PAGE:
Grassroot Empowerment in Balasore
Tribal women from the Debakumar village of Balasore in Odisha, turn to the eco-friendly Sabai grass to make handicrafts, that is helping them earn a livelihood. Odisha Rural Development and Marketing Society provides skill up-gradation training to these women.
Ashis Senapati 12 July 2023 9:06 AM GMT
Lilarani Jena was desperate when her husband deserted her and their infant daughter, two years ago. “It was terrible. My daughter was only two years old and I had no means of earning any money to support us,” Lilarani, who lives in Debakumar village, told Gaon Connection.
But a self help group (SHG) called Shiva Shakti in her village, which is located in Balasore district of Odisha, came to her rescue.
“Today, I earn enough to sustain myself and my daughter as I make handicrafts out of Sabai grass, as taught to me by the members of Shiva Shakti SHG,” the 28-year-old said gratefully. She earns anything up to Rs 6,000 a month, she said.
Around 40 women from Lilarani’s village are earning a livelihood thanks to the Sabai grass out of which they craft products.
“We formed the SHG with 15 women in 2005 and began making Sabai grass hats, baskets, hand-fans, table-mats, flower-pots etc. These are now well known and in great demand,” Basanti Jena, the secretary of Shiva Shakti SHG, told Gaon Connection.
Sabai grass (Eulaliopsis binata) grows wild and it is also cultivated. It is commonly found in Odisha and West Bengal. It is light, easy to work with, and can be dyed easily.
The grass which was earlier used only for rope making, has now found its use for more attractive products. It is being turned into mats, carpets, sofa sets, wall hangings, bags and other products.
“Sabai grass is strong and durable and a lot of people are preferring to buy them as the products made from them are eco-friendly, biodegradable and reduce the use of plastic,” Minati Jena, the president of the Shiva Shakti SHG, told Gaon Connection.
She went on to inform that the grass is cultivated in many tribal dominated villages of the neighbouring Mayurbhanj district as well. It is usually cultivated in less fertile highlands. Water requirement for growing of this plant is less as compared to other crops. The cost of a quintal of Sabai grass is Rs 2,000 to Rs 3,000, explained Minati Jena.
Odisha Rural Development and Marketing Society (ORMAS) provides skill up-gradation training to the women who make various products out of this grass, she added.
Centuries old craft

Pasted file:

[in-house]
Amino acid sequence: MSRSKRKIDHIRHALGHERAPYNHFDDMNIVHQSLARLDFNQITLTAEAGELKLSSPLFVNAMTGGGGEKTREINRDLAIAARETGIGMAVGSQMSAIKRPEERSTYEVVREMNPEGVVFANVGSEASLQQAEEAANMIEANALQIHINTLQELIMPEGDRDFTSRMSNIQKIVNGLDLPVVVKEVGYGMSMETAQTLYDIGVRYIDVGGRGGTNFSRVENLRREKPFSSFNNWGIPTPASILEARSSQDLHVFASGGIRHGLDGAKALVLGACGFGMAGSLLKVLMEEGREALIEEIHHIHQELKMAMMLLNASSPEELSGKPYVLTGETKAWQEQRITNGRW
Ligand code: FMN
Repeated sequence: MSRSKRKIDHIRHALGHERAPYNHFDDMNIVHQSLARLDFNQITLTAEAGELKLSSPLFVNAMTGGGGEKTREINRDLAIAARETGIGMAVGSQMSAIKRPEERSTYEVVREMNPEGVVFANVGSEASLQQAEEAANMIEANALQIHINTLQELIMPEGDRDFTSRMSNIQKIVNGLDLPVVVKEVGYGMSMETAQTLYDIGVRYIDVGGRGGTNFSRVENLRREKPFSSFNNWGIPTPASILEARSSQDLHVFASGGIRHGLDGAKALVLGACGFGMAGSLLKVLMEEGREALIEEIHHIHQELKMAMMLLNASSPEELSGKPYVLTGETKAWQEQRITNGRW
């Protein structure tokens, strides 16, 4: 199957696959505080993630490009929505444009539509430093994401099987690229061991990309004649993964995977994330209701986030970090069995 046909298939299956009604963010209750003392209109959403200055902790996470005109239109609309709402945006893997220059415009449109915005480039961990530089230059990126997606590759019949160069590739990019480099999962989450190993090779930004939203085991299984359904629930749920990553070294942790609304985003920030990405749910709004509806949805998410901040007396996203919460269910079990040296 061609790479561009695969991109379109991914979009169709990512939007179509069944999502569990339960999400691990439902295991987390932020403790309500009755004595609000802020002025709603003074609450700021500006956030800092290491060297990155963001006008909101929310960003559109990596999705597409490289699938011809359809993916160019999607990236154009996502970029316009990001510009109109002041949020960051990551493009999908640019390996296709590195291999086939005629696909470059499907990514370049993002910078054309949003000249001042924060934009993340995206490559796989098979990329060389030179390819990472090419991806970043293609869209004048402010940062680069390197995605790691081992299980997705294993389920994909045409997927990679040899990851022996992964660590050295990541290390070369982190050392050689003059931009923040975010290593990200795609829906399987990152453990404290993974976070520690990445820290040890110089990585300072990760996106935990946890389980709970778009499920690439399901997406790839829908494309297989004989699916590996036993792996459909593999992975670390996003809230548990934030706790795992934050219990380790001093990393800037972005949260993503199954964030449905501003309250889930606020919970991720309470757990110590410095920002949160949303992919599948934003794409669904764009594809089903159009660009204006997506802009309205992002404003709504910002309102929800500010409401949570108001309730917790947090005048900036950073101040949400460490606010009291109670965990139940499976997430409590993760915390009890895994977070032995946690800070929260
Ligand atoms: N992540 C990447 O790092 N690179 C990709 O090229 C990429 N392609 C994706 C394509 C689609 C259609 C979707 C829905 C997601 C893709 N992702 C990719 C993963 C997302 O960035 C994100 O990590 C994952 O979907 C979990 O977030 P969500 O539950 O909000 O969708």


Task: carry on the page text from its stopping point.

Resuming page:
The origin of this craft is centuries old. Traditionally, Sabai grass items like ropes, baskets, bowls, fans and mats were used as utility items in many parts of the state. Women during their leisure time made them at home for their own use.
“This traditional craft has been handed down from generations,” Bipin Rout, the joint chief Executive Officer of Odisha Rural Development and Marketing Society, told Gaon Connection.
Odisha Rural Development and Marketing Society provides training and helps in marketing the products in craft melas across the state and outside too, he said.
Women form a producers group
“We formed Shiva Shakti producers group in 2018 comprising of the three self-help groups — Gaga Balia, Trahi Achuta, and Jaya Guru. Each year we sell Sabai grass craft items worth 15 lakh rupees,” said Minati Jena.
The grass is purchased from neighbouring Mayurbhanj and the women get paid per piece they craft. Around 50 SHGs across the state make Sabai grass craft that are then sold at craft melas organised by Odisha Rural Development and Marketing Society.
In 2020, the state government under the Shakti Mission provided them Rs two lakh to build a work shed, acquire furniture, etc. Mission Shakti is a state sponsored programme for empowering women in Odisha through Self Help Groups. It was launched in the state in 2001.
Earlier, middlemen bought the craft items from the women and sold them at a much higher price in the bigger towns and cities. “But now ORMAS directly purchases our craft items by paying us good money. A craft person earns around Rs 4,000 to Rs 7,000 per month by doing this work,” Rajalakhi Das a craft person in Debakumar village told Gaon Connection.
The grass is indeed greener in Debakumar village of Balasore, Odisha!